Rat or Rodent urine is responsible for the spread of leptospirosis, which can result in liver and kidney damage. It can also be contracted through handling or inhalation of scat. Complications include renal and liver failure, as well as cardiovascular problems. Also, rodent bites and scratches can result in disease and rat-bite fever.
A viral infectious disease called Lymphocytic choriomeningitis (LCMV), is transmitted through the saliva and urine of rats. Some individuals experience long-term effects of lymphocytic choriomeningitis, while others experience only discomfort for a short period of time.
One of the most historically dangerous rat-borne diseases is the bubonic plague, also called “Black Plague,” and its variants. Transfer occurs when fleas from the rat bite human beings. Fleas transported on rats are considered responsible for this plague during the Middle Ages, which killed millions. From the transmission of bubonic plague to typhus and hantavirus, rat infestations can prove harmful to human health.
Rats also are a potential source of allergens. Their droppings, dander and shed hair can cause people to sneeze and experience other allergic reactions.
The diseases transmitted by rats fall into one of two categories: the diseases transmitted directly from exposure to rat-infected feces, urine or bites and the diseases indirectly transmitted to people by an intermediate arthropod vector such as fleas, ticks or mites.
Diseases Directly Transmitted by Rats are:
Hantavirus Pulmonary Syndrome. This is a viral disease that is transmitted by the rice rat. This disease is spread in one of three ways: inhaling dust that is contaminated with rat urine or droppings, direct contact with rat feces or urine, and infrequently due to the bite of a rat.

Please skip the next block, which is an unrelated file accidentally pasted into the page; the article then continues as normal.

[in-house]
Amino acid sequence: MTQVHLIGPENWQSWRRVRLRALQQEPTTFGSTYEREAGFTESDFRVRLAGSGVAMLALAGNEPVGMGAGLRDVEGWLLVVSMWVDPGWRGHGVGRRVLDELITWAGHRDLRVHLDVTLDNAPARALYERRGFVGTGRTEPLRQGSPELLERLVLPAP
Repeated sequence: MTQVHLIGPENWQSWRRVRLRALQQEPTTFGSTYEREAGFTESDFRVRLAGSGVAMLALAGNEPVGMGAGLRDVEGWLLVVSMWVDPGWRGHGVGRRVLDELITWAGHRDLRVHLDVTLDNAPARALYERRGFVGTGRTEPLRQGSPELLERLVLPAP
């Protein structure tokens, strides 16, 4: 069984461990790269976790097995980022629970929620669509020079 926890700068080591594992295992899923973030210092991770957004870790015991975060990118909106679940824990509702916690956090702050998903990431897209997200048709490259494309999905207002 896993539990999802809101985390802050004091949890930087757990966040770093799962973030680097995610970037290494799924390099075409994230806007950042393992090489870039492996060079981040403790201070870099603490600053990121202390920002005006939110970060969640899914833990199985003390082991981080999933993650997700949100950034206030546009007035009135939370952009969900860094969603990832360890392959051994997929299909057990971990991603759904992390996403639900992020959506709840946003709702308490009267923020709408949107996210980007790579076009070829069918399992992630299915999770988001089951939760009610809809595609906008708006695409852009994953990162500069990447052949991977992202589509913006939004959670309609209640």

Salmonellosis. Consuming food or water that is contaminated by rat feces bacteria can cause this disease.
Leptospirosis. This is a bacterial disease that can be transmitted by coming into contact with infected water by swimming, wading or kayaking or by contaminated drinking water.
Individuals may be at increased risk of Leptospirosis infections if they work outdoors or with animals.
Rat-bite Fever. This disease may be transmitted through a bite, scratch or contact with a dead rat.
Diseases Indirectly Transmitted by Rats include:
Plague. This disease is carried by rats and transmitted by fleas in the process of taking a blood meal. Domestic rats are the most common reservoir of plague.
Colorado Tick Fever. This is a viral disease that is transmitted by the bite of a tick that has taken a blood meal from a bushy-tailed woodrat.
Cutaneous Leishmaniasis. This disease is a parasite that is transmitted to a person by the bite of an infected sand fly that has fed on a wild woodrat.
Hantavirus. Some species of rats such as the cotton rat or rice rat are known carriers of hantavirus. Norway rats and roof rats are not known transmitters of hantavirus. Victims may be debilitated and can experience difficulty breathing. Hantavirus is transmitted to humans when they inhale airborne particles from rodent droppings, urine or carcasses that have been disturbed.
Please note that the first symptoms of the virus can be mistaken for the flu. Patients then suffer breathing difficulties that may prove fatal if not treated effectively and immediately.
In order to avoid hantavirus, all mouse feces, nest materials and dead rodents must be removed from the home. Spray suspected areas thoroughly with disinfectant before sweeping to avoid having anything become airborne. Use gloves to handle rodent carcasses or droppings and a respirator must be worn with functioning cartridges. Buildings should be aired out following an infestation. Not all rodents have been found to carry hantavirus. Deer mice, cotton rats, rice rats and white-footed mice are the most common transmitters.